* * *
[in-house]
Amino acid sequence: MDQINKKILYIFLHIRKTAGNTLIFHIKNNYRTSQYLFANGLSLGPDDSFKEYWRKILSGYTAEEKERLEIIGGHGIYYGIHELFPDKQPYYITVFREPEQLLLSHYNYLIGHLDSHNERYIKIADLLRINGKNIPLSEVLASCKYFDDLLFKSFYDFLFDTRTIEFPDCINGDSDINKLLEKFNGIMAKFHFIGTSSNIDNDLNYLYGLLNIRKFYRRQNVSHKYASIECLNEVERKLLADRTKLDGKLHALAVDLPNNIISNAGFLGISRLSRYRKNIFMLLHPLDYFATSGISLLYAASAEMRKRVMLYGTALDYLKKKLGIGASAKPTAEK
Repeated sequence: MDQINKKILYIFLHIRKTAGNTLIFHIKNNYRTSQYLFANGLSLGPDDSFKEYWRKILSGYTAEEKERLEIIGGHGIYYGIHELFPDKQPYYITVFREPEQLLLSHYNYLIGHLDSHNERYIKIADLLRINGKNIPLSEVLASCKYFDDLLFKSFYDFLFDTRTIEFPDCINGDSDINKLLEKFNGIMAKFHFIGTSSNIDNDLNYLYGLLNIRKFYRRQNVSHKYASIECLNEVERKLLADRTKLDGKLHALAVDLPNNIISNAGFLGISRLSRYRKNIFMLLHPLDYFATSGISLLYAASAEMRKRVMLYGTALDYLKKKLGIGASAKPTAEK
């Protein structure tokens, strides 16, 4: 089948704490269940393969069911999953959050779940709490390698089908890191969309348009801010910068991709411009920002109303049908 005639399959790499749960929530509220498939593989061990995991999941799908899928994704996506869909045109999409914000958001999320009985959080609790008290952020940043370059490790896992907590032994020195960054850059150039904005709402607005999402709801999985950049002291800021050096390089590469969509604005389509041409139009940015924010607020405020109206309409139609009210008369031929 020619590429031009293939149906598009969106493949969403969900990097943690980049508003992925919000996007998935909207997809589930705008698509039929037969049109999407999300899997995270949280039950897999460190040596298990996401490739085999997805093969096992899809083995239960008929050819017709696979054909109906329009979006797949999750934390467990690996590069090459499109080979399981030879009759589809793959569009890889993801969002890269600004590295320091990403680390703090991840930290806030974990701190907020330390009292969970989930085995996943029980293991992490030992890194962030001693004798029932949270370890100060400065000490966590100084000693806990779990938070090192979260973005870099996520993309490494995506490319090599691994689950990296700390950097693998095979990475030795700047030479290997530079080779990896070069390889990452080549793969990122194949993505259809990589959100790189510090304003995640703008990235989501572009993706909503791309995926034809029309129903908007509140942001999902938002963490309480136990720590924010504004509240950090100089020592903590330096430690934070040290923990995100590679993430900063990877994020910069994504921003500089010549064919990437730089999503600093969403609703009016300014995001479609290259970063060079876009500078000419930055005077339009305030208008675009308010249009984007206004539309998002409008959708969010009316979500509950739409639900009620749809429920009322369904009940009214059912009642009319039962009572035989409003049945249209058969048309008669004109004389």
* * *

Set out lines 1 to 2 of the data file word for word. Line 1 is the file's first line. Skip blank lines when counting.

[in-house]
Amino acid sequence: MDQINKKILYIFLHIRKTAGNTLIFHIKNNYRTSQYLFANGLSLGPDDSFKEYWRKILSGYTAEEKERLEIIGGHGIYYGIHELFPDKQPYYITVFREPEQLLLSHYNYLIGHLDSHNERYIKIADLLRINGKNIPLSEVLASCKYFDDLLFKSFYDFLFDTRTIEFPDCINGDSDINKLLEKFNGIMAKFHFIGTSSNIDNDLNYLYGLLNIRKFYRRQNVSHKYASIECLNEVERKLLADRTKLDGKLHALAVDLPNNIISNAGFLGISRLSRYRKNIFMLLHPLDYFATSGISLLYAASAEMRKRVMLYGTALDYLKKKLGIGASAKPTAEK